Imagine when China runs a trade deficit
If current trends continue, China might swing to a trade deficit in the not-too-distant future. Given that China has enjoyed more than a decade of strong exports, this may sound a bit far-fetched. But even if it happens, this would not necessarily be something for the world to worry about.
Some economists have recently sounded alarm bells about the possibility of a Chinese trade deficit. They argue that if the Chinese current account surplus shrinks, it would leave Beijing with less spare cash to buy U.S. Treasury bonds. Then who would fund the U.S. budget deficit — and, by implication, U.S. consumers?
Those worries are largely misplaced. First, it is unlikely to happen any time soon. In order for China to have a trade deficit next year, imports would have to outgrow — or shrink less than — exports by at least 23 percentage points.
In August, exports fell 23.4 percent while imports fell 17 percent. So while the trade surplus is diminishing, a deficit is not around the corner.
If China’s trade surplus shrinks, it will most likely be caused by a contracting U.S. deficit, in which case Americans will be saving more and the U.S. will be less dependent on overseas investors to finance its government debt. That would be a sign that the long-overdue rebalancing of the global economy was beginning to take place.
It would not be so bad for the Chinese economy either, because China is a lot less dependent on exports than many people assume. Although exports have accounted for a whopping 50 percent of the economy in the past few years, the contribution of net exports to economic growth is actually much smaller, because a lot of what China sells abroad is low value-added assembly work.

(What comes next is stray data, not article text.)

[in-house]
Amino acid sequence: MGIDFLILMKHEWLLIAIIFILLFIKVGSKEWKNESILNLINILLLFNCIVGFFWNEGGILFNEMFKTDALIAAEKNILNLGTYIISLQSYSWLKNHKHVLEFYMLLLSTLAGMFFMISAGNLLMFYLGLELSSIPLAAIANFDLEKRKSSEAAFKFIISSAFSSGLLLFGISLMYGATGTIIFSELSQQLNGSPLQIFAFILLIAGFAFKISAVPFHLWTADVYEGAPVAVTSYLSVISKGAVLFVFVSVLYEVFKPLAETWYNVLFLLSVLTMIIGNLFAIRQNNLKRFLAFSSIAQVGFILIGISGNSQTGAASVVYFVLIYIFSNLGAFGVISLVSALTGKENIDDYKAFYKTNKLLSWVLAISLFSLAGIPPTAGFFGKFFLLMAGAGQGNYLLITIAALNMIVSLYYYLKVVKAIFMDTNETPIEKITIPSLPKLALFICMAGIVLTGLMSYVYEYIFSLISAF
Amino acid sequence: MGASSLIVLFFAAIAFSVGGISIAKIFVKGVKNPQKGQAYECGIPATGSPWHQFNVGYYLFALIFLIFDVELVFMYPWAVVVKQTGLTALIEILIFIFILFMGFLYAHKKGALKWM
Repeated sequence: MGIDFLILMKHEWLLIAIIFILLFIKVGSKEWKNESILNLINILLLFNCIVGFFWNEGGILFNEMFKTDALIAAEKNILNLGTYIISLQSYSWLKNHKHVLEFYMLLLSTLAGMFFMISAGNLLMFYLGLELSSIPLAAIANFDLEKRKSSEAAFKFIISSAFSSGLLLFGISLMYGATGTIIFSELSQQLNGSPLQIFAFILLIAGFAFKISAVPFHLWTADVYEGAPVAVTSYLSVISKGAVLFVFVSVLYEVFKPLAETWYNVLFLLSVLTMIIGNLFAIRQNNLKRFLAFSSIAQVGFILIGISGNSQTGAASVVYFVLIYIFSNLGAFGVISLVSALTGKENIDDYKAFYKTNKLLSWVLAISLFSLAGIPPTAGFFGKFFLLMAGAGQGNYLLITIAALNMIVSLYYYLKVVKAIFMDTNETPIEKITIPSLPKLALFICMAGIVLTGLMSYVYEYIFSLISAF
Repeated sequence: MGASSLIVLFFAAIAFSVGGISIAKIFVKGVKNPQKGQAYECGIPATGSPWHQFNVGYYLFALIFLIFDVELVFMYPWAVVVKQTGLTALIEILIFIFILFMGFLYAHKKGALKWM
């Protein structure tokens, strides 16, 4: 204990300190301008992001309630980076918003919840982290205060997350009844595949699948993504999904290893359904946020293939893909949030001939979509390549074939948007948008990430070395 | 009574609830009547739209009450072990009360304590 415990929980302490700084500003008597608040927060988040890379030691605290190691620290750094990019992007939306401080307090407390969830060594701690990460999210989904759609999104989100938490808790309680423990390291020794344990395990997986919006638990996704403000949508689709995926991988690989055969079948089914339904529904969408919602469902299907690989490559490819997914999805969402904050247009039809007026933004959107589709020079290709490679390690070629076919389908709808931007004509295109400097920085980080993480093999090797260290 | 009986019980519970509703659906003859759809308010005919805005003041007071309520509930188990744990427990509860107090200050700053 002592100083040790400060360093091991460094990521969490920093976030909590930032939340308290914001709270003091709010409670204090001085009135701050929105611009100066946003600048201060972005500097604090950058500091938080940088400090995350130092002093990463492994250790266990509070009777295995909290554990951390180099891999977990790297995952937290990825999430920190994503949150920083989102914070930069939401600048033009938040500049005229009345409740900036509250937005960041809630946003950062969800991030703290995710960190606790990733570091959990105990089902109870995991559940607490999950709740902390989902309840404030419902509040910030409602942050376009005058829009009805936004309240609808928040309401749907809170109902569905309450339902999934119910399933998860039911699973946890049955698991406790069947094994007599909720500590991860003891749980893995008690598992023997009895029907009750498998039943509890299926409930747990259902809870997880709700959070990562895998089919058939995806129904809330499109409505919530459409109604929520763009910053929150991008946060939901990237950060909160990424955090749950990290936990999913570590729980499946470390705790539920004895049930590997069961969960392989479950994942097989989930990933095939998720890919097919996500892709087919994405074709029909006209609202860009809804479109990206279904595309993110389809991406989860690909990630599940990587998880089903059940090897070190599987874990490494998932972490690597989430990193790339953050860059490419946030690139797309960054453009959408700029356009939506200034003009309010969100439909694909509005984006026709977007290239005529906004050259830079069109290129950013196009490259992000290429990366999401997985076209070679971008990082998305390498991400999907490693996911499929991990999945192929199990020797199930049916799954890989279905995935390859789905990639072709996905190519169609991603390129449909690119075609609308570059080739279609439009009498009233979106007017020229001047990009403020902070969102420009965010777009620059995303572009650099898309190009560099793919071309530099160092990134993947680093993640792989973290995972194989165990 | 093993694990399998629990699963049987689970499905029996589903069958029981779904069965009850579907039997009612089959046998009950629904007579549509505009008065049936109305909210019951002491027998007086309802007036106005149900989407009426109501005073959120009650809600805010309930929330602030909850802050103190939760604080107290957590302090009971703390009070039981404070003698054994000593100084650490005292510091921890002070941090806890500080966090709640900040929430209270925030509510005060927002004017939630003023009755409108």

In the same way, one cannot just look at China’s large imports number and jump to the conclusion that China is a big end-user of the world’s goods. China’s imports accounted for a third of its gross domestic product last year, versus about 17 percent in the U.S. during the same period. But this is because a lot of what China imports, such as computer parts, eventually finds its way abroad.
On average, net exports contributed 1.4 percentage points to annual GDP growth between 1979 and 2007, according to the Statistics Bureau, much less than the contribution from the other two drivers — consumption and investment.
The transition to a more balanced trade account will take time. In particular, it will need a push from foreign exchange reforms, as the currently undervalued yuan encourages exports and discourages imports. China allowed the yuan to rise gradually for a few years after 2005, but has re-pegged it to the dollar since the start of the credit crisis.
It will take time before Beijing is confident enough to remove some of the export incentives, or at least not pile them up as it has done in response to the crisis. A more equalised trade account will probably not hurt China’s overall growth that much, but will help in making the world economy more balanced.
— At the time of publication Wei Gu did not own any direct investments in securities mentioned in this article. She may be an owner indirectly as an investor in a fund —